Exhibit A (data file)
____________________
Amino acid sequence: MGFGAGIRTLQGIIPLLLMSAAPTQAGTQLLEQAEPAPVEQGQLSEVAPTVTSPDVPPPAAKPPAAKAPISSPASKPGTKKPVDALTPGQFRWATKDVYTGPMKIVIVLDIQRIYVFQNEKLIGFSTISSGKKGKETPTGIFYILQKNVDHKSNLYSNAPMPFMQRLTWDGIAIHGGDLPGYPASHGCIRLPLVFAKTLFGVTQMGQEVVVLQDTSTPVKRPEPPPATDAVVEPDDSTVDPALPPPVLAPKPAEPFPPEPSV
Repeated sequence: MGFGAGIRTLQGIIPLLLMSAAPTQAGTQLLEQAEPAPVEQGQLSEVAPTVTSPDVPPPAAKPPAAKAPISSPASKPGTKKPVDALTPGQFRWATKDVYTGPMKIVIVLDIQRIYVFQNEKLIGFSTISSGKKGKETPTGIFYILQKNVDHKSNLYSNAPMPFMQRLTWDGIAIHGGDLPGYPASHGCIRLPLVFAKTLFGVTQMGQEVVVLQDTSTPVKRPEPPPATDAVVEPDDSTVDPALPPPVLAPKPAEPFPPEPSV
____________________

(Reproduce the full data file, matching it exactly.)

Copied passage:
Amino acid sequence: MGFGAGIRTLQGIIPLLLMSAAPTQAGTQLLEQAEPAPVEQGQLSEVAPTVTSPDVPPPAAKPPAAKAPISSPASKPGTKKPVDALTPGQFRWATKDVYTGPMKIVIVLDIQRIYVFQNEKLIGFSTISSGKKGKETPTGIFYILQKNVDHKSNLYSNAPMPFMQRLTWDGIAIHGGDLPGYPASHGCIRLPLVFAKTLFGVTQMGQEVVVLQDTSTPVKRPEPPPATDAVVEPDDSTVDPALPPPVLAPKPAEPFPPEPSV
Repeated sequence: MGFGAGIRTLQGIIPLLLMSAAPTQAGTQLLEQAEPAPVEQGQLSEVAPTVTSPDVPPPAAKPPAAKAPISSPASKPGTKKPVDALTPGQFRWATKDVYTGPMKIVIVLDIQRIYVFQNEKLIGFSTISSGKKGKETPTGIFYILQKNVDHKSNLYSNAPMPFMQRLTWDGIAIHGGDLPGYPASHGCIRLPLVFAKTLFGVTQMGQEVVVLQDTSTPVKRPEPPPATDAVVEPDDSTVDPALPPPVLAPKPAEPFPPEPSV